Incredible India: “Twitter, Buffet and Darwin”
Letter to the Editor | Monday, November 11, 2013
Roaming cows, arranged marriages and spicy vegetables aside, there are countless other perspectives people have about India. These perspectives are eagerly accepted by those unaware of certain nuances in the nation, while they are contested equally as eagerly by those familiar with the nation. Regardless of your background experience with India, now is the time to make sure you become more familiar.
With over 1.2 billion people, more than 1,500 different languages and almost 70% of people between the ages of 15 and 64, India is a world of its own. While there is no limit to the diversity of topics that can be covered regarding the largest democracy in the world, there are certainly trends that are worth noting as we move forward. These trends are intense, intriguing and hotly debated. They are all relative to each unique perspective one may hold. As each country progresses through various cycles in its nation-ness, what is important is how each state is situated within the larger global context of nation states. How do countries relate to one another? Why does this matter for the rest of the world?
India and the United States have a significant relationship. Politically, even though known for its Non-Alignment tendencies, India has an identifiable record of changing attitudes and behavior. After the dissolution of the Soviet Union, India reviewed its foreign policy and took steps to strengthen its network with the West. Economically, the extensive liberalization of India’s economy greatly contributed to building and sustaining its connection to the United States. Globalization and a series of agreements paved the way for rapid economic growth from both ends. These developments only enhanced, and in turn are enhanced by, the cultural relationship shared by the two nations. Indians represent the second largest country that sends students to the United States, Christianity is the third most popular religion in India and most people in the United States can identify Indian food. The exchange of goods, ideas and people spans a vast expanse of implications.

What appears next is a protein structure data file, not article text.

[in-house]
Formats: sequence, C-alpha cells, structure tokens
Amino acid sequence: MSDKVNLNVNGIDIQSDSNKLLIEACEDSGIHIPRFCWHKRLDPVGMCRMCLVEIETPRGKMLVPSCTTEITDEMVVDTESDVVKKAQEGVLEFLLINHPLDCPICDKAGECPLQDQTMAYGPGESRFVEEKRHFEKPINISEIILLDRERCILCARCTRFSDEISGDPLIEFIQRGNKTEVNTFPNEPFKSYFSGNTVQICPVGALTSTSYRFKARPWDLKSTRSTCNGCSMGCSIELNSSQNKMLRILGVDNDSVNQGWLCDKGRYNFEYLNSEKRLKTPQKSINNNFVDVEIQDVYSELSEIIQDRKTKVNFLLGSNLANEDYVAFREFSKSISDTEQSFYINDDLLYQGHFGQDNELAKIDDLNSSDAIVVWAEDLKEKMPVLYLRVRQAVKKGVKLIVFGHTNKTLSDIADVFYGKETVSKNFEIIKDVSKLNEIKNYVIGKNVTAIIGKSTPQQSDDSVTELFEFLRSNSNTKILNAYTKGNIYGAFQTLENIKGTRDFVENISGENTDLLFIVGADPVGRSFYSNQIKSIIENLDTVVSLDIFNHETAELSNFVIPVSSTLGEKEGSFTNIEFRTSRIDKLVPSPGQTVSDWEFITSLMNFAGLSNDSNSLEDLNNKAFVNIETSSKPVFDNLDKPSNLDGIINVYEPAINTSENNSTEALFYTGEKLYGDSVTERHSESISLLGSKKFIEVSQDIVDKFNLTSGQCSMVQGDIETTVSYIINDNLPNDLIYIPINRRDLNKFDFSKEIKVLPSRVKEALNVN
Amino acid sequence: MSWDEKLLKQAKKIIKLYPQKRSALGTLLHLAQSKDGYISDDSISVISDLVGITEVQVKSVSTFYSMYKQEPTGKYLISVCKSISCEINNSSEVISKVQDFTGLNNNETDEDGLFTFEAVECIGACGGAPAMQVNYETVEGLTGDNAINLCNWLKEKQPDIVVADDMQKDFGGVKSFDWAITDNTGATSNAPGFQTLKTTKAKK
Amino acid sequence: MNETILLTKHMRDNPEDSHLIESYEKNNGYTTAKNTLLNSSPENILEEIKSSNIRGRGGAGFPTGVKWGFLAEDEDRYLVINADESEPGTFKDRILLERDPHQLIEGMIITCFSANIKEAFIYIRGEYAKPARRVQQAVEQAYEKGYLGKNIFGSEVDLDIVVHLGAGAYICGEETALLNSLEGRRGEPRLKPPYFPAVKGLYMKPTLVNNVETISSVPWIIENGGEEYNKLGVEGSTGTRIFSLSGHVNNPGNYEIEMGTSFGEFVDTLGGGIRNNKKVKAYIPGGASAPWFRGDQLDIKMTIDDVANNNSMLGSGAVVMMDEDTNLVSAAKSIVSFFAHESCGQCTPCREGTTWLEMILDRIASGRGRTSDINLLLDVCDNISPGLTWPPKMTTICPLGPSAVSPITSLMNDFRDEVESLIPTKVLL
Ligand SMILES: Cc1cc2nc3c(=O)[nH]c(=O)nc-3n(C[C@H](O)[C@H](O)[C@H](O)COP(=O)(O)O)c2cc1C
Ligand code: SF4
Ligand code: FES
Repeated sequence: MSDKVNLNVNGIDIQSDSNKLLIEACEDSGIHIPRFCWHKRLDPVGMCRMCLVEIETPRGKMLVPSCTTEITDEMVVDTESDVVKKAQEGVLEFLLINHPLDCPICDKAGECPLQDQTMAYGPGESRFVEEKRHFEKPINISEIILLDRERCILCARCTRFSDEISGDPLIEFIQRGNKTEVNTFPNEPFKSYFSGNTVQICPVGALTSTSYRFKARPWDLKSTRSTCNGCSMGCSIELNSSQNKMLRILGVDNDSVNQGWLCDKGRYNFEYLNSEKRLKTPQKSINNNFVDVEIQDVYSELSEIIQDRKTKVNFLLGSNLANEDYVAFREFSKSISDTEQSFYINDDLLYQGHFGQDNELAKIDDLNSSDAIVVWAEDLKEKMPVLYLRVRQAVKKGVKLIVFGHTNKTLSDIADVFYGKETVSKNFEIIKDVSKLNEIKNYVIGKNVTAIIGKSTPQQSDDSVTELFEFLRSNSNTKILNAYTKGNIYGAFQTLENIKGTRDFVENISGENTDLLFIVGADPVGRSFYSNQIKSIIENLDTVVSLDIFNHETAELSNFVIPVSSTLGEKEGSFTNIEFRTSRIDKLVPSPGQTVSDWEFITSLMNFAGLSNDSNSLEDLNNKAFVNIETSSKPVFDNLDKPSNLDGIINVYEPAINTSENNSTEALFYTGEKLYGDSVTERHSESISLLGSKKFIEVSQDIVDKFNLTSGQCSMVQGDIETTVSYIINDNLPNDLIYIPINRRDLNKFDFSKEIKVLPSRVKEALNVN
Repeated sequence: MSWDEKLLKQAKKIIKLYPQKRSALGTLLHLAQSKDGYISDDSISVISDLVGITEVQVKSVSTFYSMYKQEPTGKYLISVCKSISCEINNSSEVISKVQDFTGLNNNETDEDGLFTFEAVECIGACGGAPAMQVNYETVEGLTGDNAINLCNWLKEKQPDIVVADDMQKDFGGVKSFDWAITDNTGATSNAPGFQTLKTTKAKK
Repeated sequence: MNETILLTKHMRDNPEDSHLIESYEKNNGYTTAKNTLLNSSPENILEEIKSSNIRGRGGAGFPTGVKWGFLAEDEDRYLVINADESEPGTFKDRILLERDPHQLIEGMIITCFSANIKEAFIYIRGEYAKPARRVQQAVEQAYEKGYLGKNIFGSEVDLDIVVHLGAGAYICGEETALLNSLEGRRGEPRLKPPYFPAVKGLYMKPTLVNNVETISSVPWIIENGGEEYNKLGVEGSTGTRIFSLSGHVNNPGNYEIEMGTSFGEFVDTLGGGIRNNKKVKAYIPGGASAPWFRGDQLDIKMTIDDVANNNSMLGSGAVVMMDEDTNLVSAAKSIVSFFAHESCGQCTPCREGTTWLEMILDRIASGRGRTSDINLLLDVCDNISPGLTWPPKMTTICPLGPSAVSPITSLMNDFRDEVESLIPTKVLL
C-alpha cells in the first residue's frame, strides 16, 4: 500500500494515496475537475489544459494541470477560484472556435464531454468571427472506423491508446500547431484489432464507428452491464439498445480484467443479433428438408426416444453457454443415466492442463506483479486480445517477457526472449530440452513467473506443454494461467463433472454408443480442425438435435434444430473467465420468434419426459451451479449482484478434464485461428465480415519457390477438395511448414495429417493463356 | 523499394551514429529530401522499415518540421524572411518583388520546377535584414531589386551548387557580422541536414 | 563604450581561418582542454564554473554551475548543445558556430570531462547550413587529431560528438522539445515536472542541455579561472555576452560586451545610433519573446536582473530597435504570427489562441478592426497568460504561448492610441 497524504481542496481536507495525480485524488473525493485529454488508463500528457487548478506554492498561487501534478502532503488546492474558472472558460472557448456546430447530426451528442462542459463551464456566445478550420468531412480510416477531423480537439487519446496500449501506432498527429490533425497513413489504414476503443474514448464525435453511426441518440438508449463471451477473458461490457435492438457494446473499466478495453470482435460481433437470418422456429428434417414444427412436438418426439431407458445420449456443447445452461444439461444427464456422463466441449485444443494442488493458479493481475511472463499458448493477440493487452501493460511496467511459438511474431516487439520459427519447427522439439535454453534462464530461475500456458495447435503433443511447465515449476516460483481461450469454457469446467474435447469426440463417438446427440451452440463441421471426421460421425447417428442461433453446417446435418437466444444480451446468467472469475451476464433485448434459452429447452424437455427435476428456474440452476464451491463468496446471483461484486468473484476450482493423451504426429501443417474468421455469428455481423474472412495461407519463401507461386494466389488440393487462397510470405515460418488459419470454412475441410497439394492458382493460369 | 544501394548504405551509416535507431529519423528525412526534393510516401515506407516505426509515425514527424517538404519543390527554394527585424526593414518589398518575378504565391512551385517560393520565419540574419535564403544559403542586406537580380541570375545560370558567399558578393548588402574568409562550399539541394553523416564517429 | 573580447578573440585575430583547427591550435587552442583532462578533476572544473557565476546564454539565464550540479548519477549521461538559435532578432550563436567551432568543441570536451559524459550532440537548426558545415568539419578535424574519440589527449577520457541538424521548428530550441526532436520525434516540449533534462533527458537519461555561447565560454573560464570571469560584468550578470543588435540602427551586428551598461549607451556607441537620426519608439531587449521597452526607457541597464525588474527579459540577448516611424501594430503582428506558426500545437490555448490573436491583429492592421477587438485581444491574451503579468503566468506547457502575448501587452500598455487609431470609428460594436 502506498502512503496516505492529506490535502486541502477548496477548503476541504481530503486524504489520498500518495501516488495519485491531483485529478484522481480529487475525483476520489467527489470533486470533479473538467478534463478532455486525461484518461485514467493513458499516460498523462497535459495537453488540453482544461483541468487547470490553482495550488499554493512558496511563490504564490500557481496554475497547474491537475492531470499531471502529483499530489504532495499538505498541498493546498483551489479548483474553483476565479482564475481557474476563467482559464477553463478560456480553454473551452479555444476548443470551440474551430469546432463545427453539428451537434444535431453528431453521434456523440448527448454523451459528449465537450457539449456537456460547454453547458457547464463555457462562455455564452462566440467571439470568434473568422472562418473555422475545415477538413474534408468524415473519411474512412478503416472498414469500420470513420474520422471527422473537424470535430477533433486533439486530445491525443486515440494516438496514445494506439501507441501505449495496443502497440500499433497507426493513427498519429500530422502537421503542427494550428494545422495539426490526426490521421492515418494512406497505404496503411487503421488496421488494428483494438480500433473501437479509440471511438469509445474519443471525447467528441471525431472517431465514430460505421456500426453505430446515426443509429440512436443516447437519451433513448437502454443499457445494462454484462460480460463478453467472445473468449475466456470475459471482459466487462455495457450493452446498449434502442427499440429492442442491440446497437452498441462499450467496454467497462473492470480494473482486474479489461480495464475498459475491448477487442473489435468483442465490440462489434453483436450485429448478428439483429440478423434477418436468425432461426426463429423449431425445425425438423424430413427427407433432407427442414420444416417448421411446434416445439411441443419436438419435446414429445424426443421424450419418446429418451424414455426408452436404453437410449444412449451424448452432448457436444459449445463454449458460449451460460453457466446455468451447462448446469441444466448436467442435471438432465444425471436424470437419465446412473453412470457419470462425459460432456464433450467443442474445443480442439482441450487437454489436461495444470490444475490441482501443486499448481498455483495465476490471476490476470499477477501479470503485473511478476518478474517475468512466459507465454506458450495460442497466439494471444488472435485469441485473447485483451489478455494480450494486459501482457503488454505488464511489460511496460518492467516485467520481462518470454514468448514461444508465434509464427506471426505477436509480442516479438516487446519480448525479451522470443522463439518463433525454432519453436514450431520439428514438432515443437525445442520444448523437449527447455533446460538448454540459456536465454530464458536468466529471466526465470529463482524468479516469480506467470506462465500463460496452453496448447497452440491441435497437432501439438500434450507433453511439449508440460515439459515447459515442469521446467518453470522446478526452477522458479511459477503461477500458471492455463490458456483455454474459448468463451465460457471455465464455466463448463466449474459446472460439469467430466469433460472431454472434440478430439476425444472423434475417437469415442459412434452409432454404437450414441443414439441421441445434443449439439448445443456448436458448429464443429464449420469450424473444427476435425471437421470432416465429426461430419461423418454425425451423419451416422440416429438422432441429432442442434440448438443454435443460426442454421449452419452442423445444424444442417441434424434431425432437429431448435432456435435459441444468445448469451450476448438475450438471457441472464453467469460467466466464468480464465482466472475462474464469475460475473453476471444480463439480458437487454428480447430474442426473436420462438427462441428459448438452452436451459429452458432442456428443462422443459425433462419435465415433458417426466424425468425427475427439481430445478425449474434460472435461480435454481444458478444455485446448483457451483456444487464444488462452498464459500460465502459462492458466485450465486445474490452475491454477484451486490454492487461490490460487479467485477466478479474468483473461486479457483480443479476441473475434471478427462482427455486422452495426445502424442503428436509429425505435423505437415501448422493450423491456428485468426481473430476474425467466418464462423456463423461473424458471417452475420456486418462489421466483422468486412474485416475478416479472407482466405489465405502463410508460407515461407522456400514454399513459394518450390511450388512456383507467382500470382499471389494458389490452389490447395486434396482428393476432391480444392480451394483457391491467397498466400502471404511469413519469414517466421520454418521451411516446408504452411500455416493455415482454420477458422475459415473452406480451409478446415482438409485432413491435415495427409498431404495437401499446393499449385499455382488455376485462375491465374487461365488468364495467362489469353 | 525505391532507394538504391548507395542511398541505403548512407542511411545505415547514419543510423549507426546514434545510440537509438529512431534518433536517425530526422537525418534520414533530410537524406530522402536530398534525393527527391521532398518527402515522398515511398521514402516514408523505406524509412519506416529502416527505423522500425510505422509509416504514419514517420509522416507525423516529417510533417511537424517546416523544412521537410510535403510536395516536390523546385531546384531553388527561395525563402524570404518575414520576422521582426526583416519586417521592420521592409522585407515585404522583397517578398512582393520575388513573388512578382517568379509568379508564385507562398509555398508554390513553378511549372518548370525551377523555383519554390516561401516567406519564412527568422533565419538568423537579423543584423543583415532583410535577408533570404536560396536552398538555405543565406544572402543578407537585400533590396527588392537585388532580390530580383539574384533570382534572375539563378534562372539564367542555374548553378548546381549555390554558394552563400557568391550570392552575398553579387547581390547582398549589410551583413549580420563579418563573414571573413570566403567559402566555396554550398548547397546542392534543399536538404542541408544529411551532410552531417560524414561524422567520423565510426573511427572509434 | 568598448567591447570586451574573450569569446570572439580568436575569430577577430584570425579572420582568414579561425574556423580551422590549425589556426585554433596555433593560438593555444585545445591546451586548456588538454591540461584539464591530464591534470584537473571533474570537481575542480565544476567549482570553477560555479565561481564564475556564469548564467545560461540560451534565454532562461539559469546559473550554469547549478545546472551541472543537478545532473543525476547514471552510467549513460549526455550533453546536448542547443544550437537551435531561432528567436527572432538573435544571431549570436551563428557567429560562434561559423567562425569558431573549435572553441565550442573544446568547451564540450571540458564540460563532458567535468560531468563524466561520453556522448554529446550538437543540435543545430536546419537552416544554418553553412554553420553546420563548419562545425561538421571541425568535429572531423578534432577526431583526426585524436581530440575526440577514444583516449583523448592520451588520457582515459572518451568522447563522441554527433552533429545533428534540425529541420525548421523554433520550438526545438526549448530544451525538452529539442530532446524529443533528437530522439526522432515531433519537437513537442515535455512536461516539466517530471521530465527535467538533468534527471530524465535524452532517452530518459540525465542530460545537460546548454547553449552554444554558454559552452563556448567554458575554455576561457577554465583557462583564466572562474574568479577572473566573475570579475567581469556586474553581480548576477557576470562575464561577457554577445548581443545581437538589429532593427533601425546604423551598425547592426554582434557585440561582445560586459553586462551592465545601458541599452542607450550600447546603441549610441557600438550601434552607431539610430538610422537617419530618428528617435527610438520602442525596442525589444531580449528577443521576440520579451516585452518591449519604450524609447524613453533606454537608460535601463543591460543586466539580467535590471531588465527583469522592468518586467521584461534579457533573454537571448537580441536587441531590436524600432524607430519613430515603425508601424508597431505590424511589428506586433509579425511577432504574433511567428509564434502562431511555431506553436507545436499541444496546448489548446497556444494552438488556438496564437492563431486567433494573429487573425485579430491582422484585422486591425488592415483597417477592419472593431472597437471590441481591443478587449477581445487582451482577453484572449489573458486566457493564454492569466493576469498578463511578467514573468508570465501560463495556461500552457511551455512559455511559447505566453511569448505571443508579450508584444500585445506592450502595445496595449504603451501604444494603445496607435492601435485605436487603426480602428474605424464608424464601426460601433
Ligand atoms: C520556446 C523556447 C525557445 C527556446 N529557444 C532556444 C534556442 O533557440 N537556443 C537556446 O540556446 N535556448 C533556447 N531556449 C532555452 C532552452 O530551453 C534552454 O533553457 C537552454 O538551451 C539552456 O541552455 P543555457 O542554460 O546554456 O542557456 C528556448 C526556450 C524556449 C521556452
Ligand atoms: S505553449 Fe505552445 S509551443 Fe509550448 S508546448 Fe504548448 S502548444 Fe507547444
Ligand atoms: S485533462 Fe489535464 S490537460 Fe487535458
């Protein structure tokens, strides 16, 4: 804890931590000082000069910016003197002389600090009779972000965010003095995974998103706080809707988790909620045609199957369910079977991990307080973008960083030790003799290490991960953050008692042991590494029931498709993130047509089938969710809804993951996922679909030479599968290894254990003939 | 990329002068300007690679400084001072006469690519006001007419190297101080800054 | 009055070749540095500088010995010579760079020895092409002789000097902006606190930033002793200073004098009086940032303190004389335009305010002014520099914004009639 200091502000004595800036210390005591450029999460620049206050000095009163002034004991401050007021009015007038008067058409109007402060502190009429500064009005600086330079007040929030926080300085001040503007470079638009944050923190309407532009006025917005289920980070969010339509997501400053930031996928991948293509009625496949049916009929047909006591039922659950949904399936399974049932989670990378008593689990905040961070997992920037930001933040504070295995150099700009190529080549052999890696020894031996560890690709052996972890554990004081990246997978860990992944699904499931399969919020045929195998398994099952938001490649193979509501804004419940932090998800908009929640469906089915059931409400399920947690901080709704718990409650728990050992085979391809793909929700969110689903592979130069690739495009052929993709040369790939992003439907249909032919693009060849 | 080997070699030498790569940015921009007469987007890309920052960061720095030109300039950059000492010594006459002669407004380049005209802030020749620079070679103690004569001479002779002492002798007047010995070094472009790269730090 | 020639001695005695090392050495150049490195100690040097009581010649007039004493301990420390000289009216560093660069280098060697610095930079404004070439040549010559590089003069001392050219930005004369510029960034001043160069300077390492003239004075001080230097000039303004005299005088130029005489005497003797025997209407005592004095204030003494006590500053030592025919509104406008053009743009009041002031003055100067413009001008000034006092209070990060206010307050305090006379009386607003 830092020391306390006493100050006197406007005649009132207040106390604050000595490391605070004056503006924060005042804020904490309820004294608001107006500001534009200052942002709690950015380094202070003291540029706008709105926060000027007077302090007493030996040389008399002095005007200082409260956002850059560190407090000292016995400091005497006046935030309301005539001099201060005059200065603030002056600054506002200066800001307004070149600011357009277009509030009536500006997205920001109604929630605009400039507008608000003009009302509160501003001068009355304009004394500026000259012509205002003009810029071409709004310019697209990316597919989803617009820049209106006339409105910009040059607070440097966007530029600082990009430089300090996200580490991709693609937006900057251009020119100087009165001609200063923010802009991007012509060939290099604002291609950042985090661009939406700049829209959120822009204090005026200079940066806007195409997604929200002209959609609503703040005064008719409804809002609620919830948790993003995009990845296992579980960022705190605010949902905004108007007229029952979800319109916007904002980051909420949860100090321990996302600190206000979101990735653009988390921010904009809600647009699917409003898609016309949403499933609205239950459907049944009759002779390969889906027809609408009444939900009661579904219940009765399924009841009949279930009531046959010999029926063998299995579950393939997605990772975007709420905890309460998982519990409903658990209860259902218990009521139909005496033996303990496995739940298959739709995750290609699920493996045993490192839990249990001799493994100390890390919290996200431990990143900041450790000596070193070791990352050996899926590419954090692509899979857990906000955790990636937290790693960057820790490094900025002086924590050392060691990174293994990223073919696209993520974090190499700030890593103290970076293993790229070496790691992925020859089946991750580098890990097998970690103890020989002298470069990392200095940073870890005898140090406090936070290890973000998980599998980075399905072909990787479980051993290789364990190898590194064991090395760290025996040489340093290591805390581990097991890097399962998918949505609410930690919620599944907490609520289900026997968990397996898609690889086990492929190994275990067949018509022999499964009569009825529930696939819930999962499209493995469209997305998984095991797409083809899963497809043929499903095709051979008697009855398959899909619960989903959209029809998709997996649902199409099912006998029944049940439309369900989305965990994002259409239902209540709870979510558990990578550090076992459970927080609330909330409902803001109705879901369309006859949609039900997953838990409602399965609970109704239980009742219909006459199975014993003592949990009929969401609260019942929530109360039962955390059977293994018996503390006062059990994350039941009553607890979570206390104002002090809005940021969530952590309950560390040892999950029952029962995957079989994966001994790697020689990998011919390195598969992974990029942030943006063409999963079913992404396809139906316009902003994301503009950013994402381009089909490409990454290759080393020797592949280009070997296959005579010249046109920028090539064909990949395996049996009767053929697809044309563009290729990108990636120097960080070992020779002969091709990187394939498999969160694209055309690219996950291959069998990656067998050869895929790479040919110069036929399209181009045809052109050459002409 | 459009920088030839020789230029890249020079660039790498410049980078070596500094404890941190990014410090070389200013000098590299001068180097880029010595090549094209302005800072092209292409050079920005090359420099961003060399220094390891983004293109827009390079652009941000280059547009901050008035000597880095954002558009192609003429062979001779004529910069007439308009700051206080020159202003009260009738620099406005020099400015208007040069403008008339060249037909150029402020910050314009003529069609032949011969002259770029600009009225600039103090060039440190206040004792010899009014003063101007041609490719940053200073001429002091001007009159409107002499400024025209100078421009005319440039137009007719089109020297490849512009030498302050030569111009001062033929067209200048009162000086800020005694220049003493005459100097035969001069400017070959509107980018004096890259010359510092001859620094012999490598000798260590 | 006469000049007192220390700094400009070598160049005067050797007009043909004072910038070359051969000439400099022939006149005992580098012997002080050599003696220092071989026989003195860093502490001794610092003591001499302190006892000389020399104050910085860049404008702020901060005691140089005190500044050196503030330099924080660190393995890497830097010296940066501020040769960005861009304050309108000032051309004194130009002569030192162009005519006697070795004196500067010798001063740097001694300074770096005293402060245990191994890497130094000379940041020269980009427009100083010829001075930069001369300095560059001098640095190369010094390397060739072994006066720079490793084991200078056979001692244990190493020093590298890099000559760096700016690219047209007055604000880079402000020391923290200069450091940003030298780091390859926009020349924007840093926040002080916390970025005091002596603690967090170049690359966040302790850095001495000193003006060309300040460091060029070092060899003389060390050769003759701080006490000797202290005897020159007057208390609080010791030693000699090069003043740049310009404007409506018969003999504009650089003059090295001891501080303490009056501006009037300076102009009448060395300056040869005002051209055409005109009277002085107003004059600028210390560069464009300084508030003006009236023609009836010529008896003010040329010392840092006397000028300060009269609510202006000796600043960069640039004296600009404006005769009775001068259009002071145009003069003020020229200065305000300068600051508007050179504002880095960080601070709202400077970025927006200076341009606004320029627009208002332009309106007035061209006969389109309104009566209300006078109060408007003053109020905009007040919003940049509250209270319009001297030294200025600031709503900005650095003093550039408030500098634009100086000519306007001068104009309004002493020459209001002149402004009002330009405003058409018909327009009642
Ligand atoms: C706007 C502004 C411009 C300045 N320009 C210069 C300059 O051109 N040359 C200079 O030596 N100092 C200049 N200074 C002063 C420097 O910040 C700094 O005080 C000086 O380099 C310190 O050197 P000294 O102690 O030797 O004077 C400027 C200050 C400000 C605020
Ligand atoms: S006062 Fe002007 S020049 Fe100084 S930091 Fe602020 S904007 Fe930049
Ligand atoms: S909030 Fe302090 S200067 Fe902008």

Clearly, there are things happening in this synergy of these two entities and it is important to explore these issues. Timothy Roemer is the former U.S. Ambassador to India (2009-2011) and a former U.S. Congressman (1993-2003) in the House of Representatives. He is a Notre Dame alumnus and graduated in 1985 with a Ph.D. in Government and International Studies. He will be speaking at Notre Dame this Wednesday, November 13, 2013 from 4 to 5 p.m. in the Jordan Auditorium as part of the Liu Institute’s Distinguished Speaker Series. His talk, titled “Twitter, Buffet, and Darwin: India and the United States’ Relationship” will engage the Notre Dame and South Bend community in this topic and will focus on the crucial links between the nations. As is customary to every memorable Notre Dame affair, there is a reception open and welcome to everyone immediately after the event. As one of the many events during International Education Week, this event is co-sponsored by the Liu Institute for Asia and Asian Studies and the Kellogg Institute for International Studies. With support also from the College of Arts & Letters, the Mendoza College of Business, Notre Dame International and the departments of Economics, History and Political Science.
Class of 2014